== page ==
The safest plan if you have an anaphylactic reaction is always to go straight to the emergency room to be checked out by a doctor, even after you've administered the epi pen. 

photo courtesy of

photo courtesy of

The After Effects 
The epi pen makes my body jittery and uncomfortable. After the Benadryl and the inhaler, I feel drugged and uncomfortable in my own skin. Within two minutes of getting the epi pen injection, I feel jittery and woozy all at once, but incredibly relieved that help is on the way. Everything feels like a monumental effort and yet I feel so speedy, like there's a highway full of race cars inside of me. 

It took me years to come to terms with the fact that I had to visit the ER with every anaphylactic reaction. The ER can be an overwhelming place, but it's part of the life-saving protocol for an allergic person. It goes without saying that if you ever have an anaphylactic reaction and do not have your epi pen, call 911 or go immediately to the ER. 

The day after
After an anaphylactic reaction, I feel bloated and out of it the next day. I need extra sleep. I try and put it behind me and thank my lucky stars that I got through it. I've never discussed the details about having a reaction with anyone so I don't know if this is standard. I haven't met many people of my generation who have allergies like this, and when I have in the past, we've mostly compared notes on what we're allergic to and what medications we rely on. Do you have life threatening allergies? Is this generally how you feel during an attack? 

For nut-allergic families, I've compiled a Guide to Safe, Nut-Free Lunches. If your family or a family that you know has a child with life threatening allergies and you think they may benefit from speaking to an adult who has been through it, please email me. I'm not a physician, but am always happy to provide emotional support.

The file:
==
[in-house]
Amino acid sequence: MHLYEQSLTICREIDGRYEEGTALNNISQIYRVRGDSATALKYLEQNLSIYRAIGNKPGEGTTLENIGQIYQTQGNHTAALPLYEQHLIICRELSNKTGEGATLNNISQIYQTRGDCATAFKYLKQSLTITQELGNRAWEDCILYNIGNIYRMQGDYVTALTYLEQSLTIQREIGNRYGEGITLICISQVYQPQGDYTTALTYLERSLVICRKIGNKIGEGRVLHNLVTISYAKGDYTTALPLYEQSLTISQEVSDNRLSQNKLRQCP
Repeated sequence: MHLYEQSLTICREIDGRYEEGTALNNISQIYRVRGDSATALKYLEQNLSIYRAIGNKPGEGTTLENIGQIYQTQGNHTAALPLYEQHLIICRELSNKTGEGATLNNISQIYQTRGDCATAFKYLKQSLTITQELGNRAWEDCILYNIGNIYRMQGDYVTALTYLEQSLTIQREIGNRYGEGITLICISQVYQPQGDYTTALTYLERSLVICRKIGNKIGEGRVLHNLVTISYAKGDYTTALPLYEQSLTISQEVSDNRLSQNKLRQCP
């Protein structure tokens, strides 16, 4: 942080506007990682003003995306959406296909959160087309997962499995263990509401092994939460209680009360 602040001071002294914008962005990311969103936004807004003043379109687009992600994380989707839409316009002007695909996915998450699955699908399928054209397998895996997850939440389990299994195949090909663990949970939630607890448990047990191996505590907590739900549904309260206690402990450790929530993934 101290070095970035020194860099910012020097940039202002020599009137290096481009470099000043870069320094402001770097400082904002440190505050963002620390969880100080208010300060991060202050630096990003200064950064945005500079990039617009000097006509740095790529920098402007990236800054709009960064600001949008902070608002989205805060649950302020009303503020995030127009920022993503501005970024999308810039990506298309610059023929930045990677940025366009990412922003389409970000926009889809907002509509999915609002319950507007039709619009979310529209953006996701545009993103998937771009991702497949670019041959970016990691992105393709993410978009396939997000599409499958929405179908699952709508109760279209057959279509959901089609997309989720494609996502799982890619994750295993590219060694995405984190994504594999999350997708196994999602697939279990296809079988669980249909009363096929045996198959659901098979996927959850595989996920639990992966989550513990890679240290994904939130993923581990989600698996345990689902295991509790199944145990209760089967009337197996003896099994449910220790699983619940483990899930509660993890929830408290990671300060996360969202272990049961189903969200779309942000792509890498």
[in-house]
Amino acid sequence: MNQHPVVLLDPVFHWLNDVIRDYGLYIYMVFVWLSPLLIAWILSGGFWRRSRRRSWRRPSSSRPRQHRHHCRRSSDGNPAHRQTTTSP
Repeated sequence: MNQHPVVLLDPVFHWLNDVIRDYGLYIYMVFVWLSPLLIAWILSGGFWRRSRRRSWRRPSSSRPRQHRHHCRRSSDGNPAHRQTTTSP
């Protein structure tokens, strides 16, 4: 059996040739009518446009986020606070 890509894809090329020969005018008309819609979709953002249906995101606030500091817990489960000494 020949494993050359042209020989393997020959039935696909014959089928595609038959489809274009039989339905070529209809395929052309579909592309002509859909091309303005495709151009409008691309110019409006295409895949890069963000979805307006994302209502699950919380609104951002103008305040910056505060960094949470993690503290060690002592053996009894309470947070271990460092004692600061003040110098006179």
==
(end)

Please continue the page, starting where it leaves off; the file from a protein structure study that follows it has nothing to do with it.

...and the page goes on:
Omega 3s and Kids. Where and Why?

In general, my family eats a well balanced diet. Whole grains, lean meats, lots of fruits and vegetables. But because of my severe food allergies, there are certain foods that are never even brought home, like fish and certain tree nuts. All those health benefits of fish? Unfortunately we don't reap them. Here's the bad news: as it turns out, fish and nuts have really high amounts of Omega 3 fatty acids, hailed as nutrition superstars. They are said to help the body reduce inflammation (and therefore help with things like heart disease and arthritis), reduce triglycerides, improve brain function and aid things like fatigue and dry skin. And according to, "Low levels of DHA [an Omega 3 fatty acid] in children have been linked to an increased risk of ADHD, vision problems, and depression." Thanks to my allergies, we all have to be more creative to get our fill so we don't fall into a pit of Omega 3-deprived despair! Ugh.

Here's what I've learned: There are three types of Omega 3 fatty acids: ALA, DHA and EPA. ALA (alpha-linolenic acid) is primarily found in plants like nuts, beans, flaxseeds and leafy greens. DHA and EPA are found mostly in cold water fish like salmon and sardines. DHA can also be found in fortified milk, eggs and other dairy. I found this slide show about the top sources of Omega 3s interesting. 
So okay - back to the action plan. For anyone like me who can't have the so-called "best" sources of Omega 3s, you can buy organic eggs with added Omega 3, other dairy fortified with Omega 3. Frankly, I have no clue how Omega 3 can be added to eggs so I need to do more research.  Another option is to include flax, spinach and green leafy vegetables as a regular part of your diet. My husband and I eat loads of leafy greens but beyond the Weelicious Green Monster smoothies, my kids really don't. I've started adding flaxseed meal to almost everything I make for the family (pancake batter, oatmeal, baked goods, cereal, smoothies, salads) but I just read that the best benefits come if you grind them right before using. Man! I'm using these anyway and keeping fingers crossed that we can get at least some of the benefit.  

I grew up on Flintstone's vitamins. Do I need to give my kids a supplement of some sort for them to get the benefits of Omega 3 fatty acids? Google "Kids Omega 3s" and a whole host of supplements and vitamins turns up in the results. In truth, I'm hoping that if Omega 3 fatty acids are, in fact, as beneficial as they are touted to be, that scientists figure out some non-fish, non-nut based way to unlock their awesomeness that doesn't involve me manually grinding seeds on a daily basis.